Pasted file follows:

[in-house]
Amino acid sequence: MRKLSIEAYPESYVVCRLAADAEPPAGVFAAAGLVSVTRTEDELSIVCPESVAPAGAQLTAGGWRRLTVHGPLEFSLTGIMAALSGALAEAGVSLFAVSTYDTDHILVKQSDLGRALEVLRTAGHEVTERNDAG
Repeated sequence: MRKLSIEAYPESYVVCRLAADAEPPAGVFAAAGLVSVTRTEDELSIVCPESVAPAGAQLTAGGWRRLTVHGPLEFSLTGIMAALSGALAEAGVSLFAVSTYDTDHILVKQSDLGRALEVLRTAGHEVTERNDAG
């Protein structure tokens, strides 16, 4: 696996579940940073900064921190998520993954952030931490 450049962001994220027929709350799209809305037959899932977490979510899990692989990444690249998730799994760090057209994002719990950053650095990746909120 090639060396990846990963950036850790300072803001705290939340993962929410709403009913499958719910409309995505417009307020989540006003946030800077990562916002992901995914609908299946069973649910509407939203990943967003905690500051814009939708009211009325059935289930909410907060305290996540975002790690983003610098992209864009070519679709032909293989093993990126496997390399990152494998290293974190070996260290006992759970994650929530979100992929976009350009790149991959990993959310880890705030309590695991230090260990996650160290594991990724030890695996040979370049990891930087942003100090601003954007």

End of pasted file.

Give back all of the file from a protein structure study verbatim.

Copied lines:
[in-house]
Amino acid sequence: MRKLSIEAYPESYVVCRLAADAEPPAGVFAAAGLVSVTRTEDELSIVCPESVAPAGAQLTAGGWRRLTVHGPLEFSLTGIMAALSGALAEAGVSLFAVSTYDTDHILVKQSDLGRALEVLRTAGHEVTERNDAG
Repeated sequence: MRKLSIEAYPESYVVCRLAADAEPPAGVFAAAGLVSVTRTEDELSIVCPESVAPAGAQLTAGGWRRLTVHGPLEFSLTGIMAALSGALAEAGVSLFAVSTYDTDHILVKQSDLGRALEVLRTAGHEVTERNDAG
């Protein structure tokens, strides 16, 4: 696996579940940073900064921190998520993954952030931490 450049962001994220027929709350799209809305037959899932977490979510899990692989990444690249998730799994760090057209994002719990950053650095990746909120 090639060396990846990963950036850790300072803001705290939340993962929410709403009913499958719910409309995505417009307020989540006003946030800077990562916002992901995914609908299946069973649910509407939203990943967003905690500051814009939708009211009325059935289930909410907060305290996540975002790690983003610098992209864009070519679709032909293989093993990126496997390399990152494998290293974190070996260290006992759970994650929530979100992929976009350009790149991959990993959310880890705030309590695991230090260990996650160290594991990724030890695996040979370049990891930087942003100090601003954007």